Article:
Explore through an economic lens the recent developments of the economic…

Managerial Economics
Introduction: The objective of this case is to give you the occasion to explore through an economic lens the recent developments of the economic evaluation of air alliances that are simultaneously – and sometimes even jointly – conducted by the U.S. Department of Transportation and the European Commission. Air alliances can take many forms, from lounge access to code-share agreements or even to Joint-Ventures or Cost-and-Revenue sharing agreements: that is they may go from a low degree of integration to a merger-like integration. According to Competition Laws enforced in all developed economies and in most emerging countries, agreements between firms supposed to compete are forbidden, unless they come with sufficient technological or economic progress while allowing consumers to benefit from a large share of it. In the EU, Article 101(3) of the Treaty of the Functioning of the European Union (TFEU) has been applied to Air Alliances to grant them immunity to antitrust prosecutions. In the U.S., the Secretary of Transportation is in charge of giving the antitrust clearance to the alliances between Airline companies. After having given these alliances antitrust immunity, the regulating agencies of both jurisdictions have started to investigate their economic effects, in particular on consumers’ surplus. The reports in reference in the bibliography illustrate this new concern of the regulators. Evolution of Air Alliances: The following table, drawn from the report [1] in the bibliography and from our own compilations from various sources (Wikipedia, websites of the companies, … ) details their composition and evolution (companies joining a network are in black, companies leaving in

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Alliances over the Atlantic: New Regulations are in the Air! Deadline to hand-in work: Sunday May 1, 2011 (Noon) Introduction: The objective of this case is to give you the occasion to explore through an economic lens the recent developments of the economic evaluation of air alliances that are simultaneously – and sometimes even jointly – conducted by the U.S. Department of Transportation and the European Commission. Air alliances can take many forms, from lounge access to code-share agreements or even to Joint-Ventures or Cost-and-Revenue sharing agreements: that is they may go from a low degree of integration to a merger-like integration. According to Competition Laws enforced in all developed economies and in most emerging countries, agreements between firms supposed to compete are forbidden, unless they come with sufficient technological or economic progress while allowing consumers to benefit from a large share of it. In the EU, Article 101(3) of the Treaty of the Functioning of the European Union (TFEU) has been applied to Air Alliances to grant them immunity to antitrust prosecutions. In the U.S., the Secretary of Transportation is in charge of giving the antitrust clearance to the alliances between Airline companies. After having given these alliances antitrust immunity, the regulating agencies of both jurisdictions have started to investigate their economic effects, in particular on consumers’ surplus. The reports in reference in the bibliography illustrate this new concern of the regulators. Evolution of Air Alliances: The following table, drawn from the report [1] in the bibliography and from our own compilations from various sources (Wikipedia, websites of the companies, … ) details their composition and evolution (companies joining a network are in black, companies leaving in red).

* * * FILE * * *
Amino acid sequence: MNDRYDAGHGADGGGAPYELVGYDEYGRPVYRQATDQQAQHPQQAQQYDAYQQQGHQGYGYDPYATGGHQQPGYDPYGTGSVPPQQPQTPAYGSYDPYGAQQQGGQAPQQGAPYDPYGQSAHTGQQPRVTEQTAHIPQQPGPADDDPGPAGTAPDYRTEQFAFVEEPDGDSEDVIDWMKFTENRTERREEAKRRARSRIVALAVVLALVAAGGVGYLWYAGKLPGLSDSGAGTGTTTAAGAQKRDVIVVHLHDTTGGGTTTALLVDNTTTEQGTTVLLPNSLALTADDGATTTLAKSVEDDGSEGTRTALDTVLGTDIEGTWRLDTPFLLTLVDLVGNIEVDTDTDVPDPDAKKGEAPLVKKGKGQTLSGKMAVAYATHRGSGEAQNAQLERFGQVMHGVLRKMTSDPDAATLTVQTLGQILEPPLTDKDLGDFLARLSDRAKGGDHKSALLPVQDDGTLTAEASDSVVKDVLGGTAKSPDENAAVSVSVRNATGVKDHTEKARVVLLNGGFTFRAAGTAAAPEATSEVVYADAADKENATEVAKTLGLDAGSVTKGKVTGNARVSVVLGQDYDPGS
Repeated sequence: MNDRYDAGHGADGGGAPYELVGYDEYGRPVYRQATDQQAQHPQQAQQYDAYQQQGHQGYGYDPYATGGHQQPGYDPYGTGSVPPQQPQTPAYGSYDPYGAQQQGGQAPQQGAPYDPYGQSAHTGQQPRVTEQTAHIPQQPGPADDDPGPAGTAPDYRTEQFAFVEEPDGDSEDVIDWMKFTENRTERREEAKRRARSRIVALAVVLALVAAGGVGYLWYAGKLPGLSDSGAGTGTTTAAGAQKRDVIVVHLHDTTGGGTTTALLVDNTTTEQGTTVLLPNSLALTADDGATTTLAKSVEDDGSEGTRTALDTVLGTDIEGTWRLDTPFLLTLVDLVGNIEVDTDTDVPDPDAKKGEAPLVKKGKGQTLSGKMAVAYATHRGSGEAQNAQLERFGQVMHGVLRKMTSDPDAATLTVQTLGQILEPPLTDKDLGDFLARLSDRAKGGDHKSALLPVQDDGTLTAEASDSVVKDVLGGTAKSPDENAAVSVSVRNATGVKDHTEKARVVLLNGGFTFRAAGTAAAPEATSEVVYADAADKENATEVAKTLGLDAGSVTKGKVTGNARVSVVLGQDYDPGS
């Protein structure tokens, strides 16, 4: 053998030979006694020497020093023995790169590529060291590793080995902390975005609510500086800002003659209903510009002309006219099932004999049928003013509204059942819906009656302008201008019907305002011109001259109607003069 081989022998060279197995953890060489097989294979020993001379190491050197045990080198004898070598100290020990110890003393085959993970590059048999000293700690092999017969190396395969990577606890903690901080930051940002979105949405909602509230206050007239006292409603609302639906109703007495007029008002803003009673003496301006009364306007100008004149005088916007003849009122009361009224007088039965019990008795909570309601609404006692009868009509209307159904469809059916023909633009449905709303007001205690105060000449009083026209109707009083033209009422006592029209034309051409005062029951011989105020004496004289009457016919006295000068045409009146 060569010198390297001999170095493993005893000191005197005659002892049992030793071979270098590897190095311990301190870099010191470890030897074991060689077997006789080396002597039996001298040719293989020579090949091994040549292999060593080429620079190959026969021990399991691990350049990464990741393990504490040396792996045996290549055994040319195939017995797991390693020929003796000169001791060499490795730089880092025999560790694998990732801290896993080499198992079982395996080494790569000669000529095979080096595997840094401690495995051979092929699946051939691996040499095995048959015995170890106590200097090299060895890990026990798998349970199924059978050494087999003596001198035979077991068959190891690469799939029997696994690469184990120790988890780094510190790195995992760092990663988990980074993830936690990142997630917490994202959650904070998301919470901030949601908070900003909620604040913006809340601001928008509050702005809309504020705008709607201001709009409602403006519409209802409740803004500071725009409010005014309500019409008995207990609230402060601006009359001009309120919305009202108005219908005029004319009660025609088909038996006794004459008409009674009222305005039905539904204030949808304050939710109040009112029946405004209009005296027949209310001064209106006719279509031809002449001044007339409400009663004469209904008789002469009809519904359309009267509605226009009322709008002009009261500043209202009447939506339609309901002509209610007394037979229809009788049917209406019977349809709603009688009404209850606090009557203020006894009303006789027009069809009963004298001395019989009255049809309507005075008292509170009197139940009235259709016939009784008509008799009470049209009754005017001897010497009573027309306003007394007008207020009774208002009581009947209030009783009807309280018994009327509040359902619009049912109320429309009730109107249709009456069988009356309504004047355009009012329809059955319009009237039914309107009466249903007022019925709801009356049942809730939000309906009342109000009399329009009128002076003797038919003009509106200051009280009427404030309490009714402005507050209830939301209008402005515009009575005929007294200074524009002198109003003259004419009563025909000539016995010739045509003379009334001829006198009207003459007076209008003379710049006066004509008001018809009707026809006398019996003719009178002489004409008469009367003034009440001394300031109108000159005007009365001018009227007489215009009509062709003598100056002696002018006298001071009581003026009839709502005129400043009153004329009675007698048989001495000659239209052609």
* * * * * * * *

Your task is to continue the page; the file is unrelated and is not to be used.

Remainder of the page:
Bibliography: 1. “Transatlantic Airline Alliances: Competitive Issues and Regulatory Approaches”, a report by the European Commission and the United States Department of…

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